100. Machalski M (2002) Danian ammonites: a discussion. Bull Geol Soc Den 49:49–52Google Scholar
  101. Machalski M (2005a) The youngest Maastrichtian ammonite faunas from Poland and their dating by scaphitids. Cretac Res 26:813–836Google Scholar
  102. Machalski M (2005b) Late Maastrichtian and earliest Danian scaphitid ammonites from central Europe: taxonomy, evolution, and extinction. Acta Palaeontol Pol 50:653–696Google Scholar
  103. Machalski M (2012) Stratigraphically important ammonites from the Campanian-Maastrichtian boundary interval of the Middle Vistula River section, central Poland. Acta Geol Pol 61:91–116Google Scholar
  104. Machalski M, Walaszczyk I (1987) Faunal condensation and mixing in the uppermost Maastrichtian/Danian greensand (Middle Vistula Valley, central Poland). Acta Geol Pol 37:75–91Google Scholar
  105. Machalski M, Walaszczyk I (1988) The youngest (uppermost Maastrichtian) ammonites in the Middle Vistula Valley, central Poland. Bull Polish Acad Sci Earth Sci 36:67–70Google Scholar
  106. Machalski M, Heinberg C (2005) Evidence for ammonite survival into the Danian (Paleogene) from the Cerithium Limestone at Stevns Klint, Denmark. Bull Geol Soc Den 52:97–111Google Scholar
  107. Machalski M, Jagt JWM, Heinberg C, Landman NH, Håkansson E (2009) Dańskie amonity—obecny stan wiedzy i perspektywy badań. Prz Geol 57:486–493 [in Polish]Google Scholar
  108. Machalski M, Jagt JWM, Alekseev AS, Jagt-Yazykova EA (2012) Terminal Maastrichtian ammonites from Turkmenistan, Central Asia. Acta Palaeontol Pol 57:729–735Google Scholar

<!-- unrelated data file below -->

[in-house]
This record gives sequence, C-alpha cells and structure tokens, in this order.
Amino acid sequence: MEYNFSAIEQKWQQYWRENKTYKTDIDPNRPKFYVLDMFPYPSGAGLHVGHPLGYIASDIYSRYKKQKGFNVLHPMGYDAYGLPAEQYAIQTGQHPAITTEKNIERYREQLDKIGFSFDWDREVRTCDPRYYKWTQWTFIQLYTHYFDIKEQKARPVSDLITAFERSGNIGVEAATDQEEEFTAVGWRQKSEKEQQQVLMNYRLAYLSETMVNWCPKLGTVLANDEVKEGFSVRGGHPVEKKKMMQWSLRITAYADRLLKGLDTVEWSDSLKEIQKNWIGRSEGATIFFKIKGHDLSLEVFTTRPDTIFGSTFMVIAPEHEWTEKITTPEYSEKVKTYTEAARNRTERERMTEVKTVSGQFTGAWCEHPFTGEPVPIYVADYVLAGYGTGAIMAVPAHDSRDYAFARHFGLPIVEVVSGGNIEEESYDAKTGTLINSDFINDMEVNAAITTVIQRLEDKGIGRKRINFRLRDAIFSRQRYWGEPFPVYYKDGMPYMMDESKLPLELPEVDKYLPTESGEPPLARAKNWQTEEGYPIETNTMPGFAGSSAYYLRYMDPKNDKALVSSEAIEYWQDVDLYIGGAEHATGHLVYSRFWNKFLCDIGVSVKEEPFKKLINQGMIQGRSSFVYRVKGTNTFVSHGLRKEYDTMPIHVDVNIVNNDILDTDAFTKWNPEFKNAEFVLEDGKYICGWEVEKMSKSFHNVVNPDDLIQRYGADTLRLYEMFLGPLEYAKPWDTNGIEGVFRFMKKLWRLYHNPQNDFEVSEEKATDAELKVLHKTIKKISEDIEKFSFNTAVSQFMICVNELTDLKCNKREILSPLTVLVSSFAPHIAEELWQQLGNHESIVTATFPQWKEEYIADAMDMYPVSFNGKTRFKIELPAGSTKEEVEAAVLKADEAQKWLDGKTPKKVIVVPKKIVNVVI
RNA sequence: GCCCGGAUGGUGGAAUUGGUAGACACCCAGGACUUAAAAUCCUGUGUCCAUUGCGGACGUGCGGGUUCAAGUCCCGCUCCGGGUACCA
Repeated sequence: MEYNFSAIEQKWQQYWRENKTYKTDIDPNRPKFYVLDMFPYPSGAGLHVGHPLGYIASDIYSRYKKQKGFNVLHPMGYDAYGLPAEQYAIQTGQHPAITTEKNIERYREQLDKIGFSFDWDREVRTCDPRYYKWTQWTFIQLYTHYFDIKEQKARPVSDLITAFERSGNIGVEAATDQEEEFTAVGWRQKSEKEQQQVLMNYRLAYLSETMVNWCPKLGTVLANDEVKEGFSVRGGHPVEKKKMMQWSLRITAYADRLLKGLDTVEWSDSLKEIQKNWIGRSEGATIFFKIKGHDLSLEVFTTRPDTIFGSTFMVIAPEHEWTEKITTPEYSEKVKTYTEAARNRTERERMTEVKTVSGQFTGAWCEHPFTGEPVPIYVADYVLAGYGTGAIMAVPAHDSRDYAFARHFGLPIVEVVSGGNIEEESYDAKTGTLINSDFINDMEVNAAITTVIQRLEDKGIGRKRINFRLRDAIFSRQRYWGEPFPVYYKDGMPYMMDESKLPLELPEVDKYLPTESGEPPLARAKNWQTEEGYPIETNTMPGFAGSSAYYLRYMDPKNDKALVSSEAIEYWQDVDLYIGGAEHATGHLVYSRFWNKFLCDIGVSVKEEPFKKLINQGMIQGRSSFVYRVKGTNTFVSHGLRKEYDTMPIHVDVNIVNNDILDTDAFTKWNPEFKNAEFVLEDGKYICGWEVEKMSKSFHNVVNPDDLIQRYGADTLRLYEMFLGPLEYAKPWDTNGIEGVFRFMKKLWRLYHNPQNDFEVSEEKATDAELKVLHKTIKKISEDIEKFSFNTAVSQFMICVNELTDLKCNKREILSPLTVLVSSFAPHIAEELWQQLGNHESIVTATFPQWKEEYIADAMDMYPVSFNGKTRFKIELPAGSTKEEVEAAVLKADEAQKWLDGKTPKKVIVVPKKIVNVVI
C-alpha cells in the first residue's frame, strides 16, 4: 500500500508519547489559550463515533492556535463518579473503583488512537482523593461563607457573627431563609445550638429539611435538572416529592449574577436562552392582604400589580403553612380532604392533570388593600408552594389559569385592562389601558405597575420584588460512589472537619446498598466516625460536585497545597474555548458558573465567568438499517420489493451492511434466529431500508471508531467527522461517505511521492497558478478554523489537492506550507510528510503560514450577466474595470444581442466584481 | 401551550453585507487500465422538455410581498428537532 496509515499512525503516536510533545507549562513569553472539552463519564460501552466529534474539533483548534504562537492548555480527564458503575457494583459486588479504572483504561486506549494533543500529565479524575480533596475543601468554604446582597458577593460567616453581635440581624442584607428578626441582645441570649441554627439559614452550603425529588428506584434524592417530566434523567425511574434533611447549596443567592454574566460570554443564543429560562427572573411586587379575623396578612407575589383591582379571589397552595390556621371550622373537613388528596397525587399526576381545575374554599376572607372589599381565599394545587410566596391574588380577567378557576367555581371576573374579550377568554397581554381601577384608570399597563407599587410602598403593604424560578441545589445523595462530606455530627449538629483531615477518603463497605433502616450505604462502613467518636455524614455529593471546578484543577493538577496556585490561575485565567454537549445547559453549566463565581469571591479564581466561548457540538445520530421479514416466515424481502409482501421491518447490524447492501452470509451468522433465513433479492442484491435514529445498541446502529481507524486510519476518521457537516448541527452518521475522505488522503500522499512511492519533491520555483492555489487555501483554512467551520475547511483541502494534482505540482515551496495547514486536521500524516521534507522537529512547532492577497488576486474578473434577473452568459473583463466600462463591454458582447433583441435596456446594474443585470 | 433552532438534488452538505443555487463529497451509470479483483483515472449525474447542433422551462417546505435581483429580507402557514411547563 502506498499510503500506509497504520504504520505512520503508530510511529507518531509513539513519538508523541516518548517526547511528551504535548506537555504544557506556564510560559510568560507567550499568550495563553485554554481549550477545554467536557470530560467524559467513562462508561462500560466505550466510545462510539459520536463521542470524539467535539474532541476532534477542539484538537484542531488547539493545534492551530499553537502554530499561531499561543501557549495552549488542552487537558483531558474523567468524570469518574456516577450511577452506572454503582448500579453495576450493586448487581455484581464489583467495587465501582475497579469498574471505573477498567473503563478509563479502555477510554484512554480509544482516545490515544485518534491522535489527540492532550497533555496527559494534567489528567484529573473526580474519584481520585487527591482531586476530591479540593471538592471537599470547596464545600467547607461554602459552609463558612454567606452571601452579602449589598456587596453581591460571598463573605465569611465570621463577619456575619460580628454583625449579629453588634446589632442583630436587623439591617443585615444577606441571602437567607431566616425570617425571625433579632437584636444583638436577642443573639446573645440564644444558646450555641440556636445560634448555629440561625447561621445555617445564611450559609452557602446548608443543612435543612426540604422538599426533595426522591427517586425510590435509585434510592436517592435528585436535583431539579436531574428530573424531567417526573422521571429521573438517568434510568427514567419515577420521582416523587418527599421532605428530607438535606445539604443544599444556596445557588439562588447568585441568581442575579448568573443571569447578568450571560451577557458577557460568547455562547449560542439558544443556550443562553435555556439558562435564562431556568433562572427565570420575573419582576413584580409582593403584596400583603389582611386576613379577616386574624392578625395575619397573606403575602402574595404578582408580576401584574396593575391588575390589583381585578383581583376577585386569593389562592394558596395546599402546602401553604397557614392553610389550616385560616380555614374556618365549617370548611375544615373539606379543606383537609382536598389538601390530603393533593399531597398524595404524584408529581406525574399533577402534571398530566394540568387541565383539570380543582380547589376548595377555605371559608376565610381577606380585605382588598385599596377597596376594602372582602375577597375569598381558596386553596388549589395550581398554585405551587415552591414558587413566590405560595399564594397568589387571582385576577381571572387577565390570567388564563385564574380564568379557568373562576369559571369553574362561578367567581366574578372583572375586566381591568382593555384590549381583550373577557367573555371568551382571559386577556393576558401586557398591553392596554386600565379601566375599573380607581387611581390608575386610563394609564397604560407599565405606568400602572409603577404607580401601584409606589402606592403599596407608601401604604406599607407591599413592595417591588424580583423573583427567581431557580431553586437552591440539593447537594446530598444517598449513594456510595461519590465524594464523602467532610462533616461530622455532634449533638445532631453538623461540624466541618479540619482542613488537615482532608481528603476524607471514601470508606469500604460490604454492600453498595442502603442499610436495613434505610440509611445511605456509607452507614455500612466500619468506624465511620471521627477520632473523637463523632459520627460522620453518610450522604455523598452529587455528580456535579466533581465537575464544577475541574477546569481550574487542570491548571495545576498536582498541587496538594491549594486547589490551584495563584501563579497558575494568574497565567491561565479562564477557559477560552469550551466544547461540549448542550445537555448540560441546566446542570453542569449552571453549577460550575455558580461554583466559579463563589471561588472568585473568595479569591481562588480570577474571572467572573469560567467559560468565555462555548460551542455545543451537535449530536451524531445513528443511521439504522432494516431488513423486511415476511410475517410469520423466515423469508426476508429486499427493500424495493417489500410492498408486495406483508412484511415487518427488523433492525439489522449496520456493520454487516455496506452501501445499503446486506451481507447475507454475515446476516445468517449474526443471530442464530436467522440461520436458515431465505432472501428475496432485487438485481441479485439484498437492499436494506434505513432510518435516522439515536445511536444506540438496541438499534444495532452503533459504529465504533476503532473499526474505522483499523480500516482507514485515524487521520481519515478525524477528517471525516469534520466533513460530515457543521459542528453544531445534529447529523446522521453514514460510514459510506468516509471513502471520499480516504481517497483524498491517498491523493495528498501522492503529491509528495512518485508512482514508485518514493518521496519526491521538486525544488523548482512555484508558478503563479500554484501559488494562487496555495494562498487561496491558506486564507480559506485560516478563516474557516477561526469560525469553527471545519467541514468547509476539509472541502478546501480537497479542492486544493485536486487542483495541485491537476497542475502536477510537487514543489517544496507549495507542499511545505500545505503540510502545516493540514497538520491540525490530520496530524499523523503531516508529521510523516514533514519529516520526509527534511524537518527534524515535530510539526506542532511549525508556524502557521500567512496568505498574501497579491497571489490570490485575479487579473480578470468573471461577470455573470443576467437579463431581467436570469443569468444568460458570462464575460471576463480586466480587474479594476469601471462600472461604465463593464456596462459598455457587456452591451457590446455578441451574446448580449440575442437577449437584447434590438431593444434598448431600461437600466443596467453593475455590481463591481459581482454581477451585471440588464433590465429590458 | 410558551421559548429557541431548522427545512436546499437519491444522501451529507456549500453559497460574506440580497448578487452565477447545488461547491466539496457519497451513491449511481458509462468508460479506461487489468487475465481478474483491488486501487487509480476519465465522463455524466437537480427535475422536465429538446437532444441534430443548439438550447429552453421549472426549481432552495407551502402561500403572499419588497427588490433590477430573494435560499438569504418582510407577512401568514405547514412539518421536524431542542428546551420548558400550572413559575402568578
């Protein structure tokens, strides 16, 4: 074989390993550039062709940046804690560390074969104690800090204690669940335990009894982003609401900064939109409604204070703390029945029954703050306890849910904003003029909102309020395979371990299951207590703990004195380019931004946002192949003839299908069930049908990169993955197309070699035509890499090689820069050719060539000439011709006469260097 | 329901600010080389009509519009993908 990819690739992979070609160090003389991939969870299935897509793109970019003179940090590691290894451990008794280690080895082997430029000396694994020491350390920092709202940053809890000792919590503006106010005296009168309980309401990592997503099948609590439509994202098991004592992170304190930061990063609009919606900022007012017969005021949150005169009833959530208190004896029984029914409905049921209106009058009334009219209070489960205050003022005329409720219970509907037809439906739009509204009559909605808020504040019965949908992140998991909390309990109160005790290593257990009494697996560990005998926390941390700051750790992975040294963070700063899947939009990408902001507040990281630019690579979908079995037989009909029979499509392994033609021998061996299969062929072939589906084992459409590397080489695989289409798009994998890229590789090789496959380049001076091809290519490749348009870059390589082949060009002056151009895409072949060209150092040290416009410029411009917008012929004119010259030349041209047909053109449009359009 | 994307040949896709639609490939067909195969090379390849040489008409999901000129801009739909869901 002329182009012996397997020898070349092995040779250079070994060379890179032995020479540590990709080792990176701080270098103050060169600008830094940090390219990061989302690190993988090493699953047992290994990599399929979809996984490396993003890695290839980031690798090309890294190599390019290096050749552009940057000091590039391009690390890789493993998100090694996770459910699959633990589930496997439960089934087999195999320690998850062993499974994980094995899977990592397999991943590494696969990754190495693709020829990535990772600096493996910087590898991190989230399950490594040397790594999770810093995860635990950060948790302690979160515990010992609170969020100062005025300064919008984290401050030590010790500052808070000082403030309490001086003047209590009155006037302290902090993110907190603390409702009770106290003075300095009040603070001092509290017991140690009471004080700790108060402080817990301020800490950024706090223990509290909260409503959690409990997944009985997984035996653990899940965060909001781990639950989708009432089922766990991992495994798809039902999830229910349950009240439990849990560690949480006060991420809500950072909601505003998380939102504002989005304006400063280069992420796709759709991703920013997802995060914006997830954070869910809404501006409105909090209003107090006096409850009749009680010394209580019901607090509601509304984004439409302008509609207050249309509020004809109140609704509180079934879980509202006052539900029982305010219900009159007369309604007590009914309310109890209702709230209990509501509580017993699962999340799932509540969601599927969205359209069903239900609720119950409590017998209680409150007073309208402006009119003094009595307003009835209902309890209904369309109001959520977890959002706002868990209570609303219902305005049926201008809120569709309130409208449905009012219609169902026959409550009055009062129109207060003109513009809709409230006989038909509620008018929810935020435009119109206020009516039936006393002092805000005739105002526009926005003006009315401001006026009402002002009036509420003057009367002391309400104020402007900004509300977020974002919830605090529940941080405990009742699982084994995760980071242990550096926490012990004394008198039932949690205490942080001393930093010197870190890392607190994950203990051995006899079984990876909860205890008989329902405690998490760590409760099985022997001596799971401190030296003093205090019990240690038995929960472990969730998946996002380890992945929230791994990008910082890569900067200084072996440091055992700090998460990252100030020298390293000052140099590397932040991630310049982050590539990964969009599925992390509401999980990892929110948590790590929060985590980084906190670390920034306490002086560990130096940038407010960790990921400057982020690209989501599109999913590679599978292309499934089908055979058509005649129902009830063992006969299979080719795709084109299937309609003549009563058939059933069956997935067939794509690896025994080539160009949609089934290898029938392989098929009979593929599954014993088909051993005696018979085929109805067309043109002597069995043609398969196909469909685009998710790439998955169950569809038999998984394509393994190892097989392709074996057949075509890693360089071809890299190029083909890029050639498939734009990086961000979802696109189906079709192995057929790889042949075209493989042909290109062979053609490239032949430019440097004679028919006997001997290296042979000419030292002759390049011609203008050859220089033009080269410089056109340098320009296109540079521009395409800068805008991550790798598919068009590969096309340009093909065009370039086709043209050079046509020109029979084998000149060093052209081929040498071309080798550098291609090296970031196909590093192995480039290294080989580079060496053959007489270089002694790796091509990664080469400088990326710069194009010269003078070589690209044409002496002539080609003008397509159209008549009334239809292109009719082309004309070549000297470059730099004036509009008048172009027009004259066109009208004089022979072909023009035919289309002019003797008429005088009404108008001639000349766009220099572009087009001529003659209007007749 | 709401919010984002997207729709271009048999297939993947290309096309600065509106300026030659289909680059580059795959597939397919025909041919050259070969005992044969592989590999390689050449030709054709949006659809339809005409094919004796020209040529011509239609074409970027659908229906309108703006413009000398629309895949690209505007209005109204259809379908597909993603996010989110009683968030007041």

109. Mai H (1998) Paleocene coccoliths and coccospheres in deposits of the Maastrichtian stage and the “type locality” and type area in SE Limburg, The Netherlands. Mar Micropaleontol 36:1–12Google Scholar
  110. Marshall CR, Ward PD (1996) Sudden and gradual molluscan extinctions in the latest Cretaceous in western European Tethys. Science 274:1360–1363Google Scholar
  111. Mathey B (1982) El Cretácico superior de Arco Vasco. In: El Cretácico de España. Universidad Complutense de Madrid, MadridGoogle Scholar
  112. Matsumoto T (1938) Zelandites, a genus of Cretaceous ammonite. Jpn J Geogr Geol 15:137–148Google Scholar
  113. Matsumoto T (1942) A short note on the Japanese Cretaceous Phylloceratidae. Proc Imp Acad Jpn 18:674–676Google Scholar
  114. Matsumoto T (1979a) Some new species of Pachydiscus from the Tobetsu and the Hobetsu valleys. In: Matsumoto T, Kanie Y, Yoshida S (eds) Notes on Pachydiscus from Hokkaido, vol 24. Mem Fac Sci Kyushu Univ, Series D, Geology. pp 47–73, 50–64Google Scholar
  115. Matsumoto T (1984) Some gaudryceratid ammonites from the Campanian and Maastrichtian of Hokkaido, Part 1. Sci Rep Yokosuka City Mus 32:1–10Google Scholar